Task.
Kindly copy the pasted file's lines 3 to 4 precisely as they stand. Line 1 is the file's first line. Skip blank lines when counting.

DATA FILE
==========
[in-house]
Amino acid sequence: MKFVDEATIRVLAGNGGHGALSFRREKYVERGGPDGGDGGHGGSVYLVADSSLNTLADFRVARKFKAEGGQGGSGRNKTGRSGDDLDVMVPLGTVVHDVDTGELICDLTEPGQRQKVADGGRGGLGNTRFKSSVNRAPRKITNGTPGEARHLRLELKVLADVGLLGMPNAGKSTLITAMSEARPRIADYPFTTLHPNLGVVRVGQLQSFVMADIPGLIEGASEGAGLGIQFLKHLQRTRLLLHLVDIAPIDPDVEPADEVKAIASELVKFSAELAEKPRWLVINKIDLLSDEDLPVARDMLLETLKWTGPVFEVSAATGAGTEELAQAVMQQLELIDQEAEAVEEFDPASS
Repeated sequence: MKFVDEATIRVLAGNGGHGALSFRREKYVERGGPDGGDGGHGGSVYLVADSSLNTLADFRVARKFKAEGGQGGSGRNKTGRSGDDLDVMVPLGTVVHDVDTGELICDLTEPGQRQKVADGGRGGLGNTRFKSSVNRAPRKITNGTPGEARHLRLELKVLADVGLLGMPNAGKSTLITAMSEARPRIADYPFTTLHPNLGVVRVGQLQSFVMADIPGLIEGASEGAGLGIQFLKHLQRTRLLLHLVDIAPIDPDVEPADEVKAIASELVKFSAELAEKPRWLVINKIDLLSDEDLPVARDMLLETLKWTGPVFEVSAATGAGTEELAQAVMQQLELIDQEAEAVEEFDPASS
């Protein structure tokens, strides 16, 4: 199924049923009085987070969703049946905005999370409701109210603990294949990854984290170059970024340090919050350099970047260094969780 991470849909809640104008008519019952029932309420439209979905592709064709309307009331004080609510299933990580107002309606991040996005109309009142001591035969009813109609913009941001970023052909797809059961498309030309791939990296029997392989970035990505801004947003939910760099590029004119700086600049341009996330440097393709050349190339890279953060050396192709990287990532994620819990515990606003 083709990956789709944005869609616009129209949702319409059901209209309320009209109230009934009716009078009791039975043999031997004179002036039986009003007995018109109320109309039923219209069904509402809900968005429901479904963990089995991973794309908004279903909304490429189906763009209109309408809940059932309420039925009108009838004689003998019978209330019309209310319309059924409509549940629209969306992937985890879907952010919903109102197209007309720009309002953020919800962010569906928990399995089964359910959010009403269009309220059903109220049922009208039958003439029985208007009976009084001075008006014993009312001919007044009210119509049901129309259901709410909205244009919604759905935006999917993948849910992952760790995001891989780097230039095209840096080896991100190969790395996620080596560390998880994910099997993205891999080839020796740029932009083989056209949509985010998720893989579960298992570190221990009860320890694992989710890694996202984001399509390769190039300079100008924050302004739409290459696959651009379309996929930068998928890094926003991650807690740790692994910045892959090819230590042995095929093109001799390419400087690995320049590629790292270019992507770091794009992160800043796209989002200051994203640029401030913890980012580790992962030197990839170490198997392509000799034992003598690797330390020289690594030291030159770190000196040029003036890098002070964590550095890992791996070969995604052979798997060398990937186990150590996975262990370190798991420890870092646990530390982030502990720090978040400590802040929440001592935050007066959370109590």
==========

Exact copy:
Repeated sequence: MKFVDEATIRVLAGNGGHGALSFRREKYVERGGPDGGDGGHGGSVYLVADSSLNTLADFRVARKFKAEGGQGGSGRNKTGRSGDDLDVMVPLGTVVHDVDTGELICDLTEPGQRQKVADGGRGGLGNTRFKSSVNRAPRKITNGTPGEARHLRLELKVLADVGLLGMPNAGKSTLITAMSEARPRIADYPFTTLHPNLGVVRVGQLQSFVMADIPGLIEGASEGAGLGIQFLKHLQRTRLLLHLVDIAPIDPDVEPADEVKAIASELVKFSAELAEKPRWLVINKIDLLSDEDLPVARDMLLETLKWTGPVFEVSAATGAGTEELAQAVMQQLELIDQEAEAVEEFDPASS
């Protein structure tokens, strides 16, 4: 199924049923009085987070969703049946905005999370409701109210603990294949990854984290170059970024340090919050350099970047260094969780 991470849909809640104008008519019952029932309420439209979905592709064709309307009331004080609510299933990580107002309606991040996005109309009142001591035969009813109609913009941001970023052909797809059961498309030309791939990296029997392989970035990505801004947003939910760099590029004119700086600049341009996330440097393709050349190339890279953060050396192709990287990532994620819990515990606003 083709990956789709944005869609616009129209949702319409059901209209309320009209109230009934009716009078009791039975043999031997004179002036039986009003007995018109109320109309039923219209069904509402809900968005429901479904963990089995991973794309908004279903909304490429189906763009209109309408809940059932309420039925009108009838004689003998019978209330019309209310319309059924409509549940629209969306992937985890879907952010919903109102197209007309720009309002953020919800962010569906928990399995089964359910959010009403269009309220059903109220049922009208039958003439029985208007009976009084001075008006014993009312001919007044009210119509049901129309259901709410909205244009919604759905935006999917993948849910992952760790995001891989780097230039095209840096080896991100190969790395996620080596560390998880994910099997993205891999080839020796740029932009083989056209949509985010998720893989579960298992570190221990009860320890694992989710890694996202984001399509390769190039300079100008924050302004739409290459696959651009379309996929930068998928890094926003991650807690740790692994910045892959090819230590042995095929093109001799390419400087690995320049590629790292270019992507770091794009992160800043796209989002200051994203640029401030913890980012580790992962030197990839170490198997392509000799034992003598690797330390020289690594030291030159770190000196040029003036890098002070964590550095890992791996070969995604052979798997060398990937186990150590996975262990370190798991420890870092646990530390982030502990720090978040400590802040929440001592935050007066959370109590």